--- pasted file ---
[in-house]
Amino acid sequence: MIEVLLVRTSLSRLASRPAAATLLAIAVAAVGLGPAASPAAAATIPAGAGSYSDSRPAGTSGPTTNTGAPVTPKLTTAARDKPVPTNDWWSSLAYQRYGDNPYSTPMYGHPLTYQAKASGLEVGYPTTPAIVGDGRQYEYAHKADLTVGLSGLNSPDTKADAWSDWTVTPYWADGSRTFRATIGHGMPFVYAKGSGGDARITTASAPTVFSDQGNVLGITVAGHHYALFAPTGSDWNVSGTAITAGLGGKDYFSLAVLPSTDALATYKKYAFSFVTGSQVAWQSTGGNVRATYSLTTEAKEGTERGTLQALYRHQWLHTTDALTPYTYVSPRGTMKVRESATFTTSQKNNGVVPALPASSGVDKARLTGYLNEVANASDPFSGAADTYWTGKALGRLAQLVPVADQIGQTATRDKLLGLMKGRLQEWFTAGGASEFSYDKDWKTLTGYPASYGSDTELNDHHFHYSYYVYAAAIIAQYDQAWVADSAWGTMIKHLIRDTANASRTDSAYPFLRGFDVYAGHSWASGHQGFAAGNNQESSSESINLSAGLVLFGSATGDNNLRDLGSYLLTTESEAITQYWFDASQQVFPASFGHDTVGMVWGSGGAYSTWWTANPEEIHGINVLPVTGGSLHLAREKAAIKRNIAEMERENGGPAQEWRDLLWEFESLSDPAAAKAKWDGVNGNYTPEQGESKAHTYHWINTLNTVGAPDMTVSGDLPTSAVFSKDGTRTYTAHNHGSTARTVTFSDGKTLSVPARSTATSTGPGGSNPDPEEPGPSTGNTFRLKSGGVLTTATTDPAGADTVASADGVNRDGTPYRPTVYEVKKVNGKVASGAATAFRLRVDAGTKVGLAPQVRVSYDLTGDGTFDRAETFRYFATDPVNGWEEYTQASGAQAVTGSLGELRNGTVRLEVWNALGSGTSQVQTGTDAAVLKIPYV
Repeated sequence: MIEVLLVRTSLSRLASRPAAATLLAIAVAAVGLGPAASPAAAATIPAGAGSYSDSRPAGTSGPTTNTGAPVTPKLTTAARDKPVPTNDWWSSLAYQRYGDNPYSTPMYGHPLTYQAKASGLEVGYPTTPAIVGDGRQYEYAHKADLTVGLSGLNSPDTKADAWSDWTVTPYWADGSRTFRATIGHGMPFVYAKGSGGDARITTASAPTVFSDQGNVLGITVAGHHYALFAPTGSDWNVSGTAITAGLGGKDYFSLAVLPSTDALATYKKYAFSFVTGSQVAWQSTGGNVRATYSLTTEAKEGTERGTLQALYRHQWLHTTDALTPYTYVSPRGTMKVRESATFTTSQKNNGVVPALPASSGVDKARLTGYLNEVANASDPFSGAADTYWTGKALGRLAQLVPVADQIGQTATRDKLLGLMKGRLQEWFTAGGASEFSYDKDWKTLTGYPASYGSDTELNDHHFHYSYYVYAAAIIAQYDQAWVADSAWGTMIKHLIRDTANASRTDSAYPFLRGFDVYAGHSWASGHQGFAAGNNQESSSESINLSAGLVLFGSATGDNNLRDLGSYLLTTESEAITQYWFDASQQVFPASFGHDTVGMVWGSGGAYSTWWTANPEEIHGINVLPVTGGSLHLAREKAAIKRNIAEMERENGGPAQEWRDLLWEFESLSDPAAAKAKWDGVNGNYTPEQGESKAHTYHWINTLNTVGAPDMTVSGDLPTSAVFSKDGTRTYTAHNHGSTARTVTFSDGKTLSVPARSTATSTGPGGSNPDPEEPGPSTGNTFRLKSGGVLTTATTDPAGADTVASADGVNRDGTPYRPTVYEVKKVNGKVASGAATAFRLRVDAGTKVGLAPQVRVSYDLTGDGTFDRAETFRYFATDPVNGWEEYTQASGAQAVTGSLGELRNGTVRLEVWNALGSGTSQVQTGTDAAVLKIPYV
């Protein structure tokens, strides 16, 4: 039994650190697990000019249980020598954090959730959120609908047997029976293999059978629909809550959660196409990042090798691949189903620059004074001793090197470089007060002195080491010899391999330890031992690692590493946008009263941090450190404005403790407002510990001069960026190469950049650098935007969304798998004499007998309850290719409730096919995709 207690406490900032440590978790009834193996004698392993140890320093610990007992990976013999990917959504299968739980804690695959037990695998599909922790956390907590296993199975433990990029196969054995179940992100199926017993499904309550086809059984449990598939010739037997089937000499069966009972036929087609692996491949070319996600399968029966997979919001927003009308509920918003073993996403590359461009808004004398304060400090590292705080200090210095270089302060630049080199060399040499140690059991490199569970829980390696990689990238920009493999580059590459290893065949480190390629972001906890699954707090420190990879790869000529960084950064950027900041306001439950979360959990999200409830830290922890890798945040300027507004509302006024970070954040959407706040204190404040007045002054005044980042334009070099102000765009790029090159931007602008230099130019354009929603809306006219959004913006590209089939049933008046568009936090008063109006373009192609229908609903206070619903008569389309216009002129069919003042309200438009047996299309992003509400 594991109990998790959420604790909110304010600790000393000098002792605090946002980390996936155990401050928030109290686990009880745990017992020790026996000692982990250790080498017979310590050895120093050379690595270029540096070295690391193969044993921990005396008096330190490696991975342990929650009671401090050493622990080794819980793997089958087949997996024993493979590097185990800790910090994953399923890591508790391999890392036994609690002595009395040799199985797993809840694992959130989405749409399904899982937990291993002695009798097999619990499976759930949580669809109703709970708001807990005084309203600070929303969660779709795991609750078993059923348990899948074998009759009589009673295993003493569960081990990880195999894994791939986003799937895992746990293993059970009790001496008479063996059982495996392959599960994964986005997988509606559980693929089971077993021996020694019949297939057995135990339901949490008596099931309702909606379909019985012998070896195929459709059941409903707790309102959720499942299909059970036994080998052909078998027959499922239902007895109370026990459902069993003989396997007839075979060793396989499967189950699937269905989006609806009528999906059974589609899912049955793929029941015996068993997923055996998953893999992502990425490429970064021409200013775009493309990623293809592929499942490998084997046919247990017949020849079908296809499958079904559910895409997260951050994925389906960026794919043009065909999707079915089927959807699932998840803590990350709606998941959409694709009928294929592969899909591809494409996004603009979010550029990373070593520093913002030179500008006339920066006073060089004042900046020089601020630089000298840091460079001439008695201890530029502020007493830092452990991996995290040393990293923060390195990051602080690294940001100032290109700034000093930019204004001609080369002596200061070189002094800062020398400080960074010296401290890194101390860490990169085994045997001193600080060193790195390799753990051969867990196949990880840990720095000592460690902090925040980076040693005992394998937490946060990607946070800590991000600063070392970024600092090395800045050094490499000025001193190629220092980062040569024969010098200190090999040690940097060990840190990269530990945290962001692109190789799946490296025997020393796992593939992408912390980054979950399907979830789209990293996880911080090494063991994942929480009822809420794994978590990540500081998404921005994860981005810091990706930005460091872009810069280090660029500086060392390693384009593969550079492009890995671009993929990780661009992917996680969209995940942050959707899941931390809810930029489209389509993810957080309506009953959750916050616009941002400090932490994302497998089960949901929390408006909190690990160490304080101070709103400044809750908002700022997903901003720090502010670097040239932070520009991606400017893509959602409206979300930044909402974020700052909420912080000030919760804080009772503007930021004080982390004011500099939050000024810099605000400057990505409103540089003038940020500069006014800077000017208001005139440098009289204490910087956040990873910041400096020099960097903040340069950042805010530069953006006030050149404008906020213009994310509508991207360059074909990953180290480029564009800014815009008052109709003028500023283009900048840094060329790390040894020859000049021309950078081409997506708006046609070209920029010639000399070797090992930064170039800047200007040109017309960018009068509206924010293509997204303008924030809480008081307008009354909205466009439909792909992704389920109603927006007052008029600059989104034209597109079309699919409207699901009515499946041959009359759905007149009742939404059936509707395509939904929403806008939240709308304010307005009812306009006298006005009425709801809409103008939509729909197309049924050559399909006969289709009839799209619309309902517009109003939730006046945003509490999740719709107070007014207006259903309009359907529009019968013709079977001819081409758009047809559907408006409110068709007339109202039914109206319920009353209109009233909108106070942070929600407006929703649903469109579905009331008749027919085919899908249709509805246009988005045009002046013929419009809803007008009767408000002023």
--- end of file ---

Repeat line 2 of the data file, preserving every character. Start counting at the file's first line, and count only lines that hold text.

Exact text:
Amino acid sequence: MIEVLLVRTSLSRLASRPAAATLLAIAVAAVGLGPAASPAAAATIPAGAGSYSDSRPAGTSGPTTNTGAPVTPKLTTAARDKPVPTNDWWSSLAYQRYGDNPYSTPMYGHPLTYQAKASGLEVGYPTTPAIVGDGRQYEYAHKADLTVGLSGLNSPDTKADAWSDWTVTPYWADGSRTFRATIGHGMPFVYAKGSGGDARITTASAPTVFSDQGNVLGITVAGHHYALFAPTGSDWNVSGTAITAGLGGKDYFSLAVLPSTDALATYKKYAFSFVTGSQVAWQSTGGNVRATYSLTTEAKEGTERGTLQALYRHQWLHTTDALTPYTYVSPRGTMKVRESATFTTSQKNNGVVPALPASSGVDKARLTGYLNEVANASDPFSGAADTYWTGKALGRLAQLVPVADQIGQTATRDKLLGLMKGRLQEWFTAGGASEFSYDKDWKTLTGYPASYGSDTELNDHHFHYSYYVYAAAIIAQYDQAWVADSAWGTMIKHLIRDTANASRTDSAYPFLRGFDVYAGHSWASGHQGFAAGNNQESSSESINLSAGLVLFGSATGDNNLRDLGSYLLTTESEAITQYWFDASQQVFPASFGHDTVGMVWGSGGAYSTWWTANPEEIHGINVLPVTGGSLHLAREKAAIKRNIAEMERENGGPAQEWRDLLWEFESLSDPAAAKAKWDGVNGNYTPEQGESKAHTYHWINTLNTVGAPDMTVSGDLPTSAVFSKDGTRTYTAHNHGSTARTVTFSDGKTLSVPARSTATSTGPGGSNPDPEEPGPSTGNTFRLKSGGVLTTATTDPAGADTVASADGVNRDGTPYRPTVYEVKKVNGKVASGAATAFRLRVDAGTKVGLAPQVRVSYDLTGDGTFDRAETFRYFATDPVNGWEEYTQASGAQAVTGSLGELRNGTVRLEVWNALGSGTSQVQTGTDAAVLKIPYV